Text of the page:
0

Is there an elegant way to draw a dotted line with white solid line underneath? The reason I'm asking is that often I'm drawing lots polygons which share some dotted sides. However, I would like to have all lines having the same number of dots regardless of how many times each particular line was drawn. Here is a minimal example:

\documentclass{article}
\usepackage{tikz}

\begin{document}
    \begin{tikzpicture}
        \draw [dotted]
            (0,0) -- (1,0) -- (1,1) -- (0,1) -- cycle
            (1,0) -- (2,0) -- (2,1) -- (1,1) -- cycle
        ;
    \end{tikzpicture}
\end{document}

enter image description here

So here you can see two squares with a shared side. I would like to avoid the shared side having visibly larger number of dots. Obviously, I want a general solution, i.e. one which still involves drawing the same page twice but without the dots adding up.

3
  • 1
    Welcome to TeX.SX! If you draw the common edge of both paths first and in the same direction, the dots will exactly overlap: \draw [dotted] (1,0) -- (1,1) -- (0,1) -- (0,0) -- cycle (1,0) -- (1,1) -- (2,1) -- (2,0) -- cycle;. Dec 9, 2022 at 11:02
  • 1
    @JasperHabicht doesn't necessarily need to be at the start, just need to the same distance from the last move to, e.g. (0,0) -- (1,0) -- (1,1) -- (0,1) -- cycle (2,0) -- (1,0) -- (1,1) -- (2,1) -- cycle. But that won't help much in a more complex diagram, either. Dec 9, 2022 at 11:08
  • Can you show us what are you trying to achieve? A grid of dotted rectangle might be better to achieve with the grid operation. You will need a carefully crafted dash pattern otherwise. Dec 9, 2022 at 11:09

1 Answer 1

4

The common part between both segments need to be the same distance away from the start of a segment (i.e. the recent move to):

\draw [dotted] 
  (0,0) -- (1,0) -- (1,1) -- (0,1) -- cycle
  (2,0) -- (1,0) -- (1,1) -- (2,1) -- cycle;

Here, the part (1,0) -- (1,1) is at the same place and starts one unit after the recent move to (the (0,0) or the (2,0) at the start of the line).

But this can get messy real quick with a lot of rectangles but you can just draw every side separatly, every horizontal from left to right and every vertical from bottom to top:

\draw [dotted]
  foreach \x in {0, ..., 2} {
    foreach \y in {0, ..., 1} {
      [shift={(\x, \y)}]
        (0,0) --  (1,0) (0,0) --  (0,1)
        (0,1) -- +(1,0) (1,0) -- +(0,1)
    }
  };

It might be better to just define a dash pattern that has a phase which adds up nicely to the length of your edge.

Since you're using the length of 1, i.e. 1cm in the default xyz coordinate system, you could use

dash pattern = on \pgflinewidth off .66667mm-\pgflinewidth,
dash phase   = .5\pgflinewidth
% or:
dash         = on \pgflinewidth off .66667mm-\pgflinewidth phase .5\pgflinewidth

which means that the line has one square dot (on \pgflinewidth) and the next one starts after 0.66667 mm.

Since the \pgflinewidth is not a nice number that fits into the metric coordinate system we subtract the \pgflinewidth again which means just .66667mm needs to fit into 1 cm (which it does 150 times).
The dash phase is needed so that the dot starts with its center at the start of the path.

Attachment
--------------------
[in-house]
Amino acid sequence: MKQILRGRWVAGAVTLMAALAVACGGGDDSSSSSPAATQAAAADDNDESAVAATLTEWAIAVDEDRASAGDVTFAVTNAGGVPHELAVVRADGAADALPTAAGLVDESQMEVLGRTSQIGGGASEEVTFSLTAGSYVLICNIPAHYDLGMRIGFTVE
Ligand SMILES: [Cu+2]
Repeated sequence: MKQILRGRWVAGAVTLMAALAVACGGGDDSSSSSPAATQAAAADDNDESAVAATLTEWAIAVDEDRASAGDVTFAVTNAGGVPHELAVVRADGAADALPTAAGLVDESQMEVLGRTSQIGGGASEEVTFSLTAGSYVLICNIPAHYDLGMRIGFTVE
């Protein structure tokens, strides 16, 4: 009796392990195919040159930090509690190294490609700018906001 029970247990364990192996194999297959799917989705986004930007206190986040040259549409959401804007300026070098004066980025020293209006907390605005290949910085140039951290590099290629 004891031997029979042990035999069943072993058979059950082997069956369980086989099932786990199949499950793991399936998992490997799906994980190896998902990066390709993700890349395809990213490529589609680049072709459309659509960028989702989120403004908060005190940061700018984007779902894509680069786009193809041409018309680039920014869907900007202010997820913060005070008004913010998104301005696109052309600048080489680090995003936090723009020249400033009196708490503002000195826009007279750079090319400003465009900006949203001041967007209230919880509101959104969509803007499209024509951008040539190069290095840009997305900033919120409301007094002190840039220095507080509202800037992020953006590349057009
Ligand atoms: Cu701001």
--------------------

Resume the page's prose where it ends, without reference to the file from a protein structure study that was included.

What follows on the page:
Now you can simply use the rectangle path operation again (or even your version of specifying the corners):

\draw[
  dash pattern=on \pgflinewidth off 1mm-\pgflinewidth,
  dash phase=.5\pgflinewidth
] foreach \x in {0, ..., 2} {
    foreach \y in {0, ..., 1} {
      (\x, \y) rectangle + (1,1)    
    }
  };

If you change your coordinate system, you need to adjust this value (or we need to write a special key that does that for you but that is a bit mathy).

This also doesn't scale nicely with the line width since .66667mm ignores the line width. So, if your line width approaches this value the space between the dots get smaller. (This is why I'm using 1mm in the example below because of thick is used.)


I've also added an example with the grid operation (which just draws non-overlapping straight lines) – which doesn't look that nice because the pattern doesn't fit the coordinate system but it doesn't draw multiple lines on top of each other. (You can of course use a similar dash setting as above to have it nicely line up again).

The fourth example places rectangles along the path of your grid which makes it very easy for weird xyz coordinate systems though it will be a bit work do rotate them so that it will look like a dash pattern.

I've placed all examples in a \matrix to make it easier to show them in one diagram.

Code

\documentclass[tikz]{standalone}
\begin{document}
\tikz[thick]\matrix[row sep=5mm, column sep=5mm]{
\draw [dotted] 
  (0,0) -- (1,0) -- (1,1) -- (0,1) -- cycle
  (2,0) -- (1,0) -- (1,1) -- (2,1) -- cycle;
&
\draw [dotted]
  foreach \x in {0, ..., 2} {
    foreach \y in {0, ..., 1} {
      [shift={(\x, \y)}]
        (0,0) --  (1,0) (0,0) --  (0,1)
        (0,1) -- +(1,0) (1,0) -- +(0,1)
    }
  };
\\
\draw[
  dash pattern=on \pgflinewidth off 1mm-\pgflinewidth,
  dash phase=.5\pgflinewidth
] foreach \x in {0, ..., 2} {
    foreach \y in {0, ..., 1} {
      (\x, \y) rectangle + (1,1)    
    }
  };
&
\draw [dotted] (0,0) grid (3,2);
\\
\fill[x=(30:.5cm), y=(70:.7777cm)]
  foreach \x in {0, ..., 2} {
    foreach \y in {0, ..., 1} {
      [shift={(\x, \y)}]
      foreach \X in {0, ..., 9} {
        foreach \xy/\yx/\v in {x/y/0, y/x/0, x/y/1, y/x/1} {
          ([shift={(-.5\pgflinewidth,-.5\pgflinewidth)}]xyz cs: \xy=\X/10,\yx=\v)
            rectangle + (\pgflinewidth, \pgflinewidth)
        }
      }
    }
  };
\\};
\end{document}

Output

enter image description here

0

You must log in to answer this question.

Not the answer you're looking for? Browse other questions tagged .